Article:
Mission Statement

The Importance of Developing a Family Business Mission Statement

I try not to be a party pooper, but family gatherings of any kind are my opportunity to get information. My family lives far apart from each other. Most still live in Liberia, a few in England, and the few of us who live in the United States live in different parts of the country. When I get any of them in a room, I asks questions to document the values, thoughts and ideas that we share. It’s vital for my personal and professional development, but it’s also the building material for my family business mission statement.

Why a family business mission statement?

Your mission statement is key to building unity and is effective for the communication trials coming your way. When you have to make decisions, you can refer to the values stated in the mission statement to help you. When there’s conflict, both sides can refer to the mission statement to help resolve it. Developing and living by a family mission statement is the first step to building a family business from the inside out.

Related: Starting a Family Business

Stephen Covey helped many families craft a family mission statement. In 7 Habits of Highly Effective Families, he  shared the importance of writing a family mission statement. Covey said,  “A family mission statement is a combined, unified expression from all family members of what your family is all about, what it is you really want to do and be, and the principles you choose to govern your family life.”

He met weekly with his family to produce one and it took them eight months.  In interviews, Covey would often state that the family mission statement is powerful in creating family harmony and unity. He explained how it can help a family focus on contribution and service to other families and to the community.

Examples from family business owners.

A family business mission statement can be anything you want it to be. The point is to highlight your values in a way and in a document that unifies your family and business. Here are a few examples from family businesses to get you started:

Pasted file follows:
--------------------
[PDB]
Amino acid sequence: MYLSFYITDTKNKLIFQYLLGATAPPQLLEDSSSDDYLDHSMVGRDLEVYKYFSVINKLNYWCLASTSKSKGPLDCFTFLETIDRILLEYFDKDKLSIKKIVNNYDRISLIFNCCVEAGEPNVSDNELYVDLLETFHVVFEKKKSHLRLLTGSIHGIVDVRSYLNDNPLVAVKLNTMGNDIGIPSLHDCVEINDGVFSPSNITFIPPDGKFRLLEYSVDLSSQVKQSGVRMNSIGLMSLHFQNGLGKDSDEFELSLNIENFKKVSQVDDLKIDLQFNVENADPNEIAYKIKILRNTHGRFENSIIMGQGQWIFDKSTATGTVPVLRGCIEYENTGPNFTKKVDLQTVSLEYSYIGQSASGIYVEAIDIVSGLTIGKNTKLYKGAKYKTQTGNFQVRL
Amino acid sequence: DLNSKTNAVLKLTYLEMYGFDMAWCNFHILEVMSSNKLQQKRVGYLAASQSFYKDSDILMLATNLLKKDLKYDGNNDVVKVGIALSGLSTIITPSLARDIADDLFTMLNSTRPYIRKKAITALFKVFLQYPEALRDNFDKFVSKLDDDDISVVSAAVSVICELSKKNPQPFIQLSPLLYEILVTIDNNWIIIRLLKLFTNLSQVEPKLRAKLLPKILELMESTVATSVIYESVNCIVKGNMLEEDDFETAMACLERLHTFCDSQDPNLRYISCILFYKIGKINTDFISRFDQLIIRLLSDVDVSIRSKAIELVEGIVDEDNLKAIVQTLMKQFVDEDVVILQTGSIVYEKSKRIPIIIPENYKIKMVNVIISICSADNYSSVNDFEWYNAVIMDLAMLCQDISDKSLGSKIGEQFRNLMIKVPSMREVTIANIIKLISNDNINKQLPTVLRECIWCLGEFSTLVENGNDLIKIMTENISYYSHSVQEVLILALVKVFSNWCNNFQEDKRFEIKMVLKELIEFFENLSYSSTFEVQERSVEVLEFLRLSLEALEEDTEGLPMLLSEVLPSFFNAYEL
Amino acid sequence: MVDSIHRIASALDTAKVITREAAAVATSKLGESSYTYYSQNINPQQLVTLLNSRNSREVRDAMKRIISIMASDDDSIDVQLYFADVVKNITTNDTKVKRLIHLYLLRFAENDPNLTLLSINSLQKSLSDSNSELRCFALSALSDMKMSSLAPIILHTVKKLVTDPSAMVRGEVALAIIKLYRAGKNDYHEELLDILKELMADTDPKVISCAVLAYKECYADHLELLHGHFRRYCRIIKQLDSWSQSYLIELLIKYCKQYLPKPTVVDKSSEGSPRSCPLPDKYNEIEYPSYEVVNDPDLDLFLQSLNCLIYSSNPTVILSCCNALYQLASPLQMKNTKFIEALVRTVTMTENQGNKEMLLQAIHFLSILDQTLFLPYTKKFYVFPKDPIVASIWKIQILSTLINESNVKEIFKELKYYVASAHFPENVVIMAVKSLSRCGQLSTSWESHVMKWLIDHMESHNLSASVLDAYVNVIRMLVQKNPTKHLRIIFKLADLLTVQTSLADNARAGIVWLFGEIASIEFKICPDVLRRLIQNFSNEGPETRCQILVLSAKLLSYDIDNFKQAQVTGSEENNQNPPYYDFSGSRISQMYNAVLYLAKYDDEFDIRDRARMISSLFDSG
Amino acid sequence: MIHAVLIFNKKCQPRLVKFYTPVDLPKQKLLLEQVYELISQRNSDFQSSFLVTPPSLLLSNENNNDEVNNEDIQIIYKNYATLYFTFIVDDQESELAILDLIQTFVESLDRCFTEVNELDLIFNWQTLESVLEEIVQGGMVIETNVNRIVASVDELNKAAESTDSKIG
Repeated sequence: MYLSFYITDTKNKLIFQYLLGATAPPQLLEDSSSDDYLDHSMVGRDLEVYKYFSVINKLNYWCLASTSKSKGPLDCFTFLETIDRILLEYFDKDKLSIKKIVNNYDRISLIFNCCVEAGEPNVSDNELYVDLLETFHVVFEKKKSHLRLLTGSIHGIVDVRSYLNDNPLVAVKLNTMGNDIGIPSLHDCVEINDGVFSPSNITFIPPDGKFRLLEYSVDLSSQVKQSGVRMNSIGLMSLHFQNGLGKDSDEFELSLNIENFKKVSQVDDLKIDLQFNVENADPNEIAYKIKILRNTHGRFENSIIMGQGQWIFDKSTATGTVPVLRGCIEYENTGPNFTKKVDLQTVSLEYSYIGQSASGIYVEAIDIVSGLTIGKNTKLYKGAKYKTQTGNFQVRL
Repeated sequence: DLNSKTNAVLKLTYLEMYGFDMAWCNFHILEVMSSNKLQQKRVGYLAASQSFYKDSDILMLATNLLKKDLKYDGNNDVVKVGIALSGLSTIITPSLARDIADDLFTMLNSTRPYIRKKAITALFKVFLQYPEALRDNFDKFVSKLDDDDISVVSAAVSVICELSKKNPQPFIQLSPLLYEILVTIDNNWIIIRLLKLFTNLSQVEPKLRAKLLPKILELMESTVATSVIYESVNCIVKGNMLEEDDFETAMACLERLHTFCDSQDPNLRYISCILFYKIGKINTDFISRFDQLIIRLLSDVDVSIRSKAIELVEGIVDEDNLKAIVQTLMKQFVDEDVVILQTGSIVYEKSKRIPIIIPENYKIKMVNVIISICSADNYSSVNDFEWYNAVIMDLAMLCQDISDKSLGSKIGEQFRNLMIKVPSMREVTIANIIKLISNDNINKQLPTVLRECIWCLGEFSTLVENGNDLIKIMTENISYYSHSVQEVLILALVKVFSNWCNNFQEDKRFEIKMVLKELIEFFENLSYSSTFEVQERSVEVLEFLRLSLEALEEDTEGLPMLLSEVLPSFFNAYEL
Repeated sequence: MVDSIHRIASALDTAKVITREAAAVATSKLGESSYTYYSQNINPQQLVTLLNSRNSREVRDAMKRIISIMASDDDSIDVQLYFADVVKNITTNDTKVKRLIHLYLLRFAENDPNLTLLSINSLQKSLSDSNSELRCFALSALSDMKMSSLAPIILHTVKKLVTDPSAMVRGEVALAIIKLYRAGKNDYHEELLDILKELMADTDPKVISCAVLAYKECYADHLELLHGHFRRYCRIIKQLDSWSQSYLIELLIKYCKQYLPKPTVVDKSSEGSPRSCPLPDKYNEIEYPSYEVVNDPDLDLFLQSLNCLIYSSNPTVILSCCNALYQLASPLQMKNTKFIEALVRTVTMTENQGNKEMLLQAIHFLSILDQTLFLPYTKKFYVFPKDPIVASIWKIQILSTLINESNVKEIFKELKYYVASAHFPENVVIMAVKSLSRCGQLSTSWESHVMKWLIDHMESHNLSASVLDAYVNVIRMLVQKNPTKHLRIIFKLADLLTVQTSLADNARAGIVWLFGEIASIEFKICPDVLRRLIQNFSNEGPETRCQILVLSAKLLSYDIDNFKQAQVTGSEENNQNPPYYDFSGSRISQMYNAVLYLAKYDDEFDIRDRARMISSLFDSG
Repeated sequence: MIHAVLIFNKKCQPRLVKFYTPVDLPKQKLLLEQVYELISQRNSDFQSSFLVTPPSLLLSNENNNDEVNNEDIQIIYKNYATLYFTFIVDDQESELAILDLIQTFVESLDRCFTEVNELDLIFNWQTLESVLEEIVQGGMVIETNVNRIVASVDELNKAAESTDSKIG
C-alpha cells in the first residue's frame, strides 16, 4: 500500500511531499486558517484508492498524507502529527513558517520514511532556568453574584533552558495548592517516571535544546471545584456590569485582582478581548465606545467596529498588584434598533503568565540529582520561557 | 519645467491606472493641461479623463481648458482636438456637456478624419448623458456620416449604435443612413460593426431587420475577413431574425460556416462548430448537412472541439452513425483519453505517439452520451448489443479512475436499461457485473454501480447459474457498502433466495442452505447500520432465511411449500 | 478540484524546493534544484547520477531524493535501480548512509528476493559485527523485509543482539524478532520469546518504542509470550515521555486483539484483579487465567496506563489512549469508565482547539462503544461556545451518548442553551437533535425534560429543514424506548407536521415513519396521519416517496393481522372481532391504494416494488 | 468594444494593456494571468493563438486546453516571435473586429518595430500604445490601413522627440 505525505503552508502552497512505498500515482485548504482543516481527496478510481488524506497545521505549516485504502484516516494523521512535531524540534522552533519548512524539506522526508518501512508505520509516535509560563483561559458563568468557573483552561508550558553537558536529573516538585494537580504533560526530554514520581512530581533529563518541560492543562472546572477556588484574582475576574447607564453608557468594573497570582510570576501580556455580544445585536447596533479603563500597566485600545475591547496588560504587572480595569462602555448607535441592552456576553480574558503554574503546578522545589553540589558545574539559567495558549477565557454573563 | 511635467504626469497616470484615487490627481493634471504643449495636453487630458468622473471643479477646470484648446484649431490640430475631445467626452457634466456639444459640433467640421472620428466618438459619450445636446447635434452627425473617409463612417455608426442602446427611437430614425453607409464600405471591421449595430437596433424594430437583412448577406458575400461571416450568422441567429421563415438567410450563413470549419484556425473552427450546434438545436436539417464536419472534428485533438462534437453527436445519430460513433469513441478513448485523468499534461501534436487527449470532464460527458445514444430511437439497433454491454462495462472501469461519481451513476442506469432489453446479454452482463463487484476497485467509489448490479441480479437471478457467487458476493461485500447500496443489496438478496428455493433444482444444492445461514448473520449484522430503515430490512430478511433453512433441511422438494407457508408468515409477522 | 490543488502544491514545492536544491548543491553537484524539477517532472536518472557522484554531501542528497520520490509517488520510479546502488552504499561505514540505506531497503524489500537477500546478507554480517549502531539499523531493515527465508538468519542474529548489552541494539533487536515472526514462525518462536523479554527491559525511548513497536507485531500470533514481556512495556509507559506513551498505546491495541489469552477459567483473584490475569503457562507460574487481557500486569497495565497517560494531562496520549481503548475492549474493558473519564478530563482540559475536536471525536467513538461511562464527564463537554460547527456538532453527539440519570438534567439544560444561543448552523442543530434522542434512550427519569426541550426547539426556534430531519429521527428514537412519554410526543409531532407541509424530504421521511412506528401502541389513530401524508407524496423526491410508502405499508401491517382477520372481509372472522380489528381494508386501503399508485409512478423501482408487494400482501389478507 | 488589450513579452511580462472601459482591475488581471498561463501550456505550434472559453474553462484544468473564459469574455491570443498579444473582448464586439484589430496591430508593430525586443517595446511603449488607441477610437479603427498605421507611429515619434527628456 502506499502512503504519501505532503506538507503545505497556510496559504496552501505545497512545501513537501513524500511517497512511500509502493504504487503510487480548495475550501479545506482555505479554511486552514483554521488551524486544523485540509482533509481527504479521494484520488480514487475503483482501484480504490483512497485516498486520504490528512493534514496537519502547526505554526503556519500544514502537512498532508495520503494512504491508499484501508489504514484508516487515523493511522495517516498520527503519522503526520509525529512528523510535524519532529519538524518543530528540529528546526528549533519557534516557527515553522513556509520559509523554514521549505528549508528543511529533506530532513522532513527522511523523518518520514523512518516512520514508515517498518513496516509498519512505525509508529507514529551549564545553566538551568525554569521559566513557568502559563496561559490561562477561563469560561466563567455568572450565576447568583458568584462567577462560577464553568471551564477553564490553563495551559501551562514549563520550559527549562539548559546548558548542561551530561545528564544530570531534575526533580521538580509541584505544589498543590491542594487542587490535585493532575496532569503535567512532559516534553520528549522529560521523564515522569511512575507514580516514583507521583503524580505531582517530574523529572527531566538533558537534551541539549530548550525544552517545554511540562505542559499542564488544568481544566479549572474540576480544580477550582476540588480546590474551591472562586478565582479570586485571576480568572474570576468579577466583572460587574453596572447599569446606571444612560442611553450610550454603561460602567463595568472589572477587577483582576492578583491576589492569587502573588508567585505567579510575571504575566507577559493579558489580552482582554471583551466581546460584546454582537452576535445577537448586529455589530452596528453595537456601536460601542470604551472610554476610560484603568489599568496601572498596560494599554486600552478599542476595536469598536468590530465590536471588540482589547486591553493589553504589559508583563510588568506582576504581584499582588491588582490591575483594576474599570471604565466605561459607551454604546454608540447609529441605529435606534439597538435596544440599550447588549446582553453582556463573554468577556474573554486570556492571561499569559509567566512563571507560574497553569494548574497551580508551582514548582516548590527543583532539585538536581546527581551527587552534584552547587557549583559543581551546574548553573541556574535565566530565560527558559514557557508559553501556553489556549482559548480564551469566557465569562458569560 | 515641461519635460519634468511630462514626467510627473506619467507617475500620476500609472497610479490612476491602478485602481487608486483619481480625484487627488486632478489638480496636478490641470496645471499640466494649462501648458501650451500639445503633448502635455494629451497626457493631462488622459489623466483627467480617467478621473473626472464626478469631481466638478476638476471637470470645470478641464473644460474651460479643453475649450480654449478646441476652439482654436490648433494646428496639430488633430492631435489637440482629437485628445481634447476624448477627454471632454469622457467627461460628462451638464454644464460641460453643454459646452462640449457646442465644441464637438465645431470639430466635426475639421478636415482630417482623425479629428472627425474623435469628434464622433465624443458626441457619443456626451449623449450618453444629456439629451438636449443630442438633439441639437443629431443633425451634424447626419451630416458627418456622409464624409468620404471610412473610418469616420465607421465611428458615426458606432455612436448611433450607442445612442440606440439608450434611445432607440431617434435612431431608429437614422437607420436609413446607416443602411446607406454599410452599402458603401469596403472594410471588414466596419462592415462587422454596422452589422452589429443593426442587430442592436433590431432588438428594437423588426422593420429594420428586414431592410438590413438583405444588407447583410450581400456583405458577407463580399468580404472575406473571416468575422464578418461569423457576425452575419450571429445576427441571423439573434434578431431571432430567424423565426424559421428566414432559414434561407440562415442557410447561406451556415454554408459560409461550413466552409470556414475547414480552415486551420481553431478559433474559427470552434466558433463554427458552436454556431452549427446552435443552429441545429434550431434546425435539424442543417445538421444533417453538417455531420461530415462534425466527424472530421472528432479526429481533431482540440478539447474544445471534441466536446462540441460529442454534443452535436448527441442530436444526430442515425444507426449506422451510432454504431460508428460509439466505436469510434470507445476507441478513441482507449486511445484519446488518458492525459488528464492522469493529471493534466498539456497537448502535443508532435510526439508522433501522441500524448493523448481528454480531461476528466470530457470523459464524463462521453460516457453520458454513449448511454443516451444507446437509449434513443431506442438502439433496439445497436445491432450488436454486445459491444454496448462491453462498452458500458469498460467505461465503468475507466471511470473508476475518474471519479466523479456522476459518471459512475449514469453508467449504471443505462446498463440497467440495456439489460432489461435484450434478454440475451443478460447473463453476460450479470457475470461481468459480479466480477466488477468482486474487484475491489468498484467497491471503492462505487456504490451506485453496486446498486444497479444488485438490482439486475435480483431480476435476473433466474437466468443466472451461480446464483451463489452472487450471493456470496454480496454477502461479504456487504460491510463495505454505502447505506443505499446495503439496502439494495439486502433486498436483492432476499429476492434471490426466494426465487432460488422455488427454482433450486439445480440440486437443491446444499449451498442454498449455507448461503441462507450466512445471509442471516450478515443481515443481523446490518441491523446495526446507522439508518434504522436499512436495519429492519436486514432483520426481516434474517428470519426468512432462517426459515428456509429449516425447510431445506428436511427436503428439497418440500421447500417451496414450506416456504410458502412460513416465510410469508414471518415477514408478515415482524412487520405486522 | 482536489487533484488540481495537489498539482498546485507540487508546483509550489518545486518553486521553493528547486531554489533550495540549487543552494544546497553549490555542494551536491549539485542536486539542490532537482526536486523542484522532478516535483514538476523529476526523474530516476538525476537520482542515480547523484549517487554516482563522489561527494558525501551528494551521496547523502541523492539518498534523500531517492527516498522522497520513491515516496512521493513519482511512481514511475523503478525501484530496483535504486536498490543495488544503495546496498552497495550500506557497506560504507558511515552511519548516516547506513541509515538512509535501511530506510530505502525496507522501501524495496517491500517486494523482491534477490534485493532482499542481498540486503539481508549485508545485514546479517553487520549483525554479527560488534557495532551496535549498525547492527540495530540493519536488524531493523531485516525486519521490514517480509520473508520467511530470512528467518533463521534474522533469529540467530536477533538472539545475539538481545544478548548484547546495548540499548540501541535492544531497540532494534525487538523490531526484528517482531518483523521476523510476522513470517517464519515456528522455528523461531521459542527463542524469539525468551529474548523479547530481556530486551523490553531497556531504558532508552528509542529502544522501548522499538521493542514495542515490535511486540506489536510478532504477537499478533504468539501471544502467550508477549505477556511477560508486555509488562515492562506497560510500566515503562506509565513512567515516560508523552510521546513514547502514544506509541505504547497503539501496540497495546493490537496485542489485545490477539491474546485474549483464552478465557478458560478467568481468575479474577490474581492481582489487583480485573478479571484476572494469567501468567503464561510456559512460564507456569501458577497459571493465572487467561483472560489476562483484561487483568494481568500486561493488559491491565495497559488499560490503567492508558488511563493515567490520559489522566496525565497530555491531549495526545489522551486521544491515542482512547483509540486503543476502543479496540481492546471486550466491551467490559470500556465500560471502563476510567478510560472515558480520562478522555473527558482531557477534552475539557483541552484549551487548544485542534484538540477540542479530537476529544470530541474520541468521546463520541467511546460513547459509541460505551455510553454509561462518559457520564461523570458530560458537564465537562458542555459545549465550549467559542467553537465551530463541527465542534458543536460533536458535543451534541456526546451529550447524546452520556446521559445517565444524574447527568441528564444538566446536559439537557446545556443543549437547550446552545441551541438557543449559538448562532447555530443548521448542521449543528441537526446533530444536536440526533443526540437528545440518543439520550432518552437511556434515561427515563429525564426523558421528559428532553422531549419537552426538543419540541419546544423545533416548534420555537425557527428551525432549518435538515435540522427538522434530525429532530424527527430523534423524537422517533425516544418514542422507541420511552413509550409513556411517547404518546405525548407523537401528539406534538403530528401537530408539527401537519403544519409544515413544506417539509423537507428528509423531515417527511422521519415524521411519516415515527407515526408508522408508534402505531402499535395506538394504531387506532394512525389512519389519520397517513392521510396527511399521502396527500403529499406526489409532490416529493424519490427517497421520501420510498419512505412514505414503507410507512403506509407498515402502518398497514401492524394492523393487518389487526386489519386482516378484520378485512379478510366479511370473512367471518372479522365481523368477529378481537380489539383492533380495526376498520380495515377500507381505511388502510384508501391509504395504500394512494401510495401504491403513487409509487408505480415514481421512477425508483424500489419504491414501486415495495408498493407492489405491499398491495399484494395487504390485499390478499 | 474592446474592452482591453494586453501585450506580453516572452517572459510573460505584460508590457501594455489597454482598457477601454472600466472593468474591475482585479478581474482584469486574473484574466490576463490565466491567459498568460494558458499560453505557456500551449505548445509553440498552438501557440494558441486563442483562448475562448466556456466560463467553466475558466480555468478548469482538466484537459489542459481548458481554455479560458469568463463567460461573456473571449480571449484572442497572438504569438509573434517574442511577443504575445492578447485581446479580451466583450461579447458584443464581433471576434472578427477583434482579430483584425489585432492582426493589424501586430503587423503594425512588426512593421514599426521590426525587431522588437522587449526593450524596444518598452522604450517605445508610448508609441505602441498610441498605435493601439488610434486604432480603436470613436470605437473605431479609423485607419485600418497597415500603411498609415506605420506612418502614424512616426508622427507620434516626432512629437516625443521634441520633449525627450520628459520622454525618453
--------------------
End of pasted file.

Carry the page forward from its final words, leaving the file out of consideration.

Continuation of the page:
“Our family owned and operated company delivers impressive financial results, and a commitment to manage our clients’ assets as if they were our own. Our small size affords our team the opportunity to focus on each hotel’s individual markets and needs, and apply our core principles; hiring, training and retaining the best team members, exceeding guest expectations, and maintaining streamlined, efficient operations.” Lafrance Hospitality

Related: How to Write Your Mission Statement

“Our mission: Creating memories worth repeating...We serve others by working as a team and empowering each other, by being patient, kind, humble, respectful, selfless, forgiving, honest and committed.” Herschend Family Entertainment.

“Family members will inevitably have needs and turn to the business to fill them. For that reason, we, as a family, have all agreed to help one another, when one is in need, from our personal resources -not from the business’ assets. All family members are welcome in the business. We are fortunate to be a high growth business that creates new job opportunities.” Reardon Technology

“We are good, honest people who care. We value and respect all people. We serve others with friendliness and sincerity. Our business dealings are of the highest integrity.” Drury Hotels

Start small.

Use the following writing prompts to generate ideas for your family mission statement:

Our family is called to …

Our legacy as a family will be …

Don’t edit or criticize answers. Use as much time as you need. When writing your family business mission statement, you’re dealing with the heart and soul. You have to make the emotional connection so that every member buys in. Consider brief conversations during meals. Keep it fun and lighthearted when possible.

Related: After Building a Mail-Order Empire, One Entrepreneur Has a New Mission